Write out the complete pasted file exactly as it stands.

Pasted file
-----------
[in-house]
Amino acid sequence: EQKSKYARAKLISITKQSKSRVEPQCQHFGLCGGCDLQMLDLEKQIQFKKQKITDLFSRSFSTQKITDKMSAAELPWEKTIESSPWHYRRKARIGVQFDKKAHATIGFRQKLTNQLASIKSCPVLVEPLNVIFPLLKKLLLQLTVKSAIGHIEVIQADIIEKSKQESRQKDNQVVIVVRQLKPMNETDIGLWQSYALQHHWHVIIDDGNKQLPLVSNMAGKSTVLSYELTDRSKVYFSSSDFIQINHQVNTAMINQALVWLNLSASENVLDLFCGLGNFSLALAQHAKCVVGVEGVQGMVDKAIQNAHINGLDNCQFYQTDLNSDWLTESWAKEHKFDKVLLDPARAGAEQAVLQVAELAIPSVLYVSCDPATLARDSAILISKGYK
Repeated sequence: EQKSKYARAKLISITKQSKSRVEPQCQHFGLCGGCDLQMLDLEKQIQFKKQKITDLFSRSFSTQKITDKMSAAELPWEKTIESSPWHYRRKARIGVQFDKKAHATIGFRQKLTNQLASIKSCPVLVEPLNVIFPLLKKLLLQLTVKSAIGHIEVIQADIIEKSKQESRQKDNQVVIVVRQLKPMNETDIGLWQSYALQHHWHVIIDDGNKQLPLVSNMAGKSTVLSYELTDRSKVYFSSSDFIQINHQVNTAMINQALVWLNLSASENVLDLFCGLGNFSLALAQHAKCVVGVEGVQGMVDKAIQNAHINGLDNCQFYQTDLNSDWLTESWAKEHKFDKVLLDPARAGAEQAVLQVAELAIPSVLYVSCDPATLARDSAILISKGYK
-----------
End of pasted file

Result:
[in-house]
Amino acid sequence: EQKSKYARAKLISITKQSKSRVEPQCQHFGLCGGCDLQMLDLEKQIQFKKQKITDLFSRSFSTQKITDKMSAAELPWEKTIESSPWHYRRKARIGVQFDKKAHATIGFRQKLTNQLASIKSCPVLVEPLNVIFPLLKKLLLQLTVKSAIGHIEVIQADIIEKSKQESRQKDNQVVIVVRQLKPMNETDIGLWQSYALQHHWHVIIDDGNKQLPLVSNMAGKSTVLSYELTDRSKVYFSSSDFIQINHQVNTAMINQALVWLNLSASENVLDLFCGLGNFSLALAQHAKCVVGVEGVQGMVDKAIQNAHINGLDNCQFYQTDLNSDWLTESWAKEHKFDKVLLDPARAGAEQAVLQVAELAIPSVLYVSCDPATLARDSAILISKGYK
Repeated sequence: EQKSKYARAKLISITKQSKSRVEPQCQHFGLCGGCDLQMLDLEKQIQFKKQKITDLFSRSFSTQKITDKMSAAELPWEKTIESSPWHYRRKARIGVQFDKKAHATIGFRQKLTNQLASIKSCPVLVEPLNVIFPLLKKLLLQLTVKSAIGHIEVIQADIIEKSKQESRQKDNQVVIVVRQLKPMNETDIGLWQSYALQHHWHVIIDDGNKQLPLVSNMAGKSTVLSYELTDRSKVYFSSSDFIQINHQVNTAMINQALVWLNLSASENVLDLFCGLGNFSLALAQHAKCVVGVEGVQGMVDKAIQNAHINGLDNCQFYQTDLNSDWLTESWAKEHKFDKVLLDPARAGAEQAVLQVAELAIPSVLYVSCDPATLARDSAILISKGYK